Flint water

President Bill Clinton cited in his 1994 executive order Title VI of the Civil Rights Act as one of the laws that could be harnessed to achieve environmental justice.

Years later, the EPA’s Office of Civil Rights has been widely criticized for not adequately enforcing it.

Title VI is a measure that bars entities that receive federal funds from discriminating or having a discriminatory impact based on race, color or national origin.

As Flint, Mich., hit center stage—the crisis that left a predominantly black city of 100,000 unable to drink its tap water for more than a year, prompting some critics to level claims of environmental racism and injustice—where was the EPA’s civil rights office?

Based on my reporting, it appears that as early as February 2015, the EPA office may have received a complaint about Flint water issues. The office under its regulations has five days to acknowledge receipt of a complaint. The EPA appears to have acknowledged the complaint 378 days later. Read my article to learn why that is not out of the norm for the office at Critics Say Flint Complaint Reflects Systemic EPA Issues.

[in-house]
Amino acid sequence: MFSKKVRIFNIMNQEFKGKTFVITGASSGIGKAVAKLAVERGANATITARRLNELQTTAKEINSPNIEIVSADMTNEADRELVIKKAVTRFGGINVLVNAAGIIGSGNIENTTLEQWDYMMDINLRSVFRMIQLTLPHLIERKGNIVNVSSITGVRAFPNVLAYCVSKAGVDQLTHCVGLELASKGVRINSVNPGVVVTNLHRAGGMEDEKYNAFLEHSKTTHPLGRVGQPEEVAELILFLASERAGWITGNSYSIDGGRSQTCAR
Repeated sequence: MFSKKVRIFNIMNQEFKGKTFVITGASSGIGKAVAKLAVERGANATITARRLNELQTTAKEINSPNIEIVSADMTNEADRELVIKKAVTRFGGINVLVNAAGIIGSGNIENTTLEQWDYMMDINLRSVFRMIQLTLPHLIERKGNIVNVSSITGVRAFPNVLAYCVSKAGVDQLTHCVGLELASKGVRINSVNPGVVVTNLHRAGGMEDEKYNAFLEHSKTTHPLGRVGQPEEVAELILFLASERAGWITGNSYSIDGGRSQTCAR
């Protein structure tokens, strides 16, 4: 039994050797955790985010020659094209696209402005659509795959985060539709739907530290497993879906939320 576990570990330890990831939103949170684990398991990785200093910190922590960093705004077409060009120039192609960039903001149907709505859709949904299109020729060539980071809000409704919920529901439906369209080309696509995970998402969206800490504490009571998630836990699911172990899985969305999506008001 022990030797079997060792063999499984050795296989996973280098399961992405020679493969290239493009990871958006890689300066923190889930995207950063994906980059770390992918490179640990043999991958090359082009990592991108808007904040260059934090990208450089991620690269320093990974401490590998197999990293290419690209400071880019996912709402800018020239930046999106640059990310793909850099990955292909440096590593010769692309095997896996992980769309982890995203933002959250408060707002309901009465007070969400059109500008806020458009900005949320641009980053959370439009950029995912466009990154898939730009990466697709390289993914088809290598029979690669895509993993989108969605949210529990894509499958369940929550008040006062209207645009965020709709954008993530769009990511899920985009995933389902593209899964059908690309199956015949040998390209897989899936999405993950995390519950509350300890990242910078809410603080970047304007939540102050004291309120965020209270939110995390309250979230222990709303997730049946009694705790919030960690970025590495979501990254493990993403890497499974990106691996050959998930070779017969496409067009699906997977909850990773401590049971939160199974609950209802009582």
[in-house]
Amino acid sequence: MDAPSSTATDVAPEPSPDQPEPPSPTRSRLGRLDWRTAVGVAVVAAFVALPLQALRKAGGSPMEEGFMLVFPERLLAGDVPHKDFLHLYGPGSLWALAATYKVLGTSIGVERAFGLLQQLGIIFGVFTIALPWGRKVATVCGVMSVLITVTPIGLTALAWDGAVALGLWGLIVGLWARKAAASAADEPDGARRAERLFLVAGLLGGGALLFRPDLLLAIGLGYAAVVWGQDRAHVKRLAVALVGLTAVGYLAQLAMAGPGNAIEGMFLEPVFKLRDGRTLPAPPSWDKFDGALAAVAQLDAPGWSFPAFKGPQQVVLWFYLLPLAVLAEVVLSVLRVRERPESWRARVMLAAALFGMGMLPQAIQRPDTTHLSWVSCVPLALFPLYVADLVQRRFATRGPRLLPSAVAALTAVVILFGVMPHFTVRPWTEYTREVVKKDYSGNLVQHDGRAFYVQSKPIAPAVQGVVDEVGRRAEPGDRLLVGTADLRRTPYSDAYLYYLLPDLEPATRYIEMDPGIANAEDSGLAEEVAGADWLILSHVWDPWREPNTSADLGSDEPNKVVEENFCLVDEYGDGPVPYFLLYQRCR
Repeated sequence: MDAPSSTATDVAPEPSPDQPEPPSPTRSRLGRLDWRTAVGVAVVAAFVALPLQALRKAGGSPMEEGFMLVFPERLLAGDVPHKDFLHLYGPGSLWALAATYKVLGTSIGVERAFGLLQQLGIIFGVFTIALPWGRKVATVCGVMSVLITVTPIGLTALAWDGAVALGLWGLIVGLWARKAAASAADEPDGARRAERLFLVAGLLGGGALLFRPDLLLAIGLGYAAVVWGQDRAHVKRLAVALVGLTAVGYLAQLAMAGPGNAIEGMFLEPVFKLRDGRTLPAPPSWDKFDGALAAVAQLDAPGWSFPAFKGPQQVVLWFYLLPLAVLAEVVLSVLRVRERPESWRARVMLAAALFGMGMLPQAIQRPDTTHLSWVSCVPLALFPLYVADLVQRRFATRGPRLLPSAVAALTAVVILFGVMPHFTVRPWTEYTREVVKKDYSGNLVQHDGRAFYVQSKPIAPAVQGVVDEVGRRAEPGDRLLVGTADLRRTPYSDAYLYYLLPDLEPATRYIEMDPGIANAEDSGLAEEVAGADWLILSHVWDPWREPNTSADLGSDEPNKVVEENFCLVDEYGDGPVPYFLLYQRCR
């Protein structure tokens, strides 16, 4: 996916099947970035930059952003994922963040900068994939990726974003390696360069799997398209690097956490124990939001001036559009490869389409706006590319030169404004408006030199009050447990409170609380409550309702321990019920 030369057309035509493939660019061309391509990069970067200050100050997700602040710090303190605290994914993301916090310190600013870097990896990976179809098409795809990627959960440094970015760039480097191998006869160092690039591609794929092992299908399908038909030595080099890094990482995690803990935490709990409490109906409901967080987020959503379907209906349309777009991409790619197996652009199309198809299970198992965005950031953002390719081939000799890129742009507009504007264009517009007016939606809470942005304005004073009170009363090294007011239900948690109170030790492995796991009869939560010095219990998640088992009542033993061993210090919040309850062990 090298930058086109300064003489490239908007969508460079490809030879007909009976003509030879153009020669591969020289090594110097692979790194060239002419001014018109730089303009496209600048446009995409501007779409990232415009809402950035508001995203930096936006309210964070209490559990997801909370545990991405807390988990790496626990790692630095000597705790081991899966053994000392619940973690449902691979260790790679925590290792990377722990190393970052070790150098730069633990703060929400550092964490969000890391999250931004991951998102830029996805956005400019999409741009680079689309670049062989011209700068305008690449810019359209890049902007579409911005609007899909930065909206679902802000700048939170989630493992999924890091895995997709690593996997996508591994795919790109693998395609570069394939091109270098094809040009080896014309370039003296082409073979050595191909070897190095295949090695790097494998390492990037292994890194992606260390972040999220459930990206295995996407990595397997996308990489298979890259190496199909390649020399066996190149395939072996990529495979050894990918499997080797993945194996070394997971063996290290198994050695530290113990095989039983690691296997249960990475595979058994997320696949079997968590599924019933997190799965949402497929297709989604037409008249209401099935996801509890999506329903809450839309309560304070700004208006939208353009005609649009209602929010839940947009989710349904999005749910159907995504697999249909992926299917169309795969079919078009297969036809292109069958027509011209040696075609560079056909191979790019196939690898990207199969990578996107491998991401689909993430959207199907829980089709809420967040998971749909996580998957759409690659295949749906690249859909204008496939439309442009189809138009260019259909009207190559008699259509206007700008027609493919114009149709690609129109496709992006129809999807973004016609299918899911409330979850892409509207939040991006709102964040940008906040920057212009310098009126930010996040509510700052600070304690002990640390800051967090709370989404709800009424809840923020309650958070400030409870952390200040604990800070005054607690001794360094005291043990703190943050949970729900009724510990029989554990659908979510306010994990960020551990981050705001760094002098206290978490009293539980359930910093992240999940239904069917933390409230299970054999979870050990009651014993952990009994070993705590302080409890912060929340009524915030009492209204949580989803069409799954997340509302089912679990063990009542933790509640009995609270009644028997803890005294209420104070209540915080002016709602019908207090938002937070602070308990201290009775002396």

But the EPA can still act through its civil rights office, and the agency told me it hasn’t ruled out conducting an investigation. Check out my other story, Flint Crisis Warrants EPA Civil Rights Review: Attorneys, where lawyers told me how and why the EPA should investigate the crisis, and how entities involved in the crisis responded to the prospect of an investigation.

It seems fair to say the office will be closely watched for what it does next.

As Marianne Engelman Lado, a senior staff attorney for Earthjustice, told me, “We’re not asking EPA to make an example of anybody. We’re just asking EPA to enforce the law and do its job.”